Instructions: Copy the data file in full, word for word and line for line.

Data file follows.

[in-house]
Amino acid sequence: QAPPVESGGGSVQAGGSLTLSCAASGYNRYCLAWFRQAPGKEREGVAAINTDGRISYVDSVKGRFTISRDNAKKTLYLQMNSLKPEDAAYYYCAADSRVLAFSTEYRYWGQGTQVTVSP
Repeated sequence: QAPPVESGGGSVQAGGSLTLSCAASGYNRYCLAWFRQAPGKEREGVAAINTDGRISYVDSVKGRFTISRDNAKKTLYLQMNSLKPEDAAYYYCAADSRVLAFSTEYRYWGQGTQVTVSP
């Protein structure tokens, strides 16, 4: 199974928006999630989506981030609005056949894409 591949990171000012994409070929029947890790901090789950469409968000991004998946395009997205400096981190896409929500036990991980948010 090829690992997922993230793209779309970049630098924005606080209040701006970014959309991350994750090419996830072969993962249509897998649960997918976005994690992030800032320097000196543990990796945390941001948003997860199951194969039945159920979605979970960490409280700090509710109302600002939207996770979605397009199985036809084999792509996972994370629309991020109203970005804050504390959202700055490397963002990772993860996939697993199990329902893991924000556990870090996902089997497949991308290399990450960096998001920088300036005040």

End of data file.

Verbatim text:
[in-house]
Amino acid sequence: QAPPVESGGGSVQAGGSLTLSCAASGYNRYCLAWFRQAPGKEREGVAAINTDGRISYVDSVKGRFTISRDNAKKTLYLQMNSLKPEDAAYYYCAADSRVLAFSTEYRYWGQGTQVTVSP
Repeated sequence: QAPPVESGGGSVQAGGSLTLSCAASGYNRYCLAWFRQAPGKEREGVAAINTDGRISYVDSVKGRFTISRDNAKKTLYLQMNSLKPEDAAYYYCAADSRVLAFSTEYRYWGQGTQVTVSP
């Protein structure tokens, strides 16, 4: 199974928006999630989506981030609005056949894409 591949990171000012994409070929029947890790901090789950469409968000991004998946395009997205400096981190896409929500036990991980948010 090829690992997922993230793209779309970049630098924005606080209040701006970014959309991350994750090419996830072969993962249509897998649960997918976005994690992030800032320097000196543990990796945390941001948003997860199951194969039945159920979605979970960490409280700090509710109302600002939207996770979605397009199985036809084999792509996972994370629309991020109203970005804050504390959202700055490397963002990772993860996939697993199990329902893991924000556990870090996902089997497949991308290399990450960096998001920088300036005040």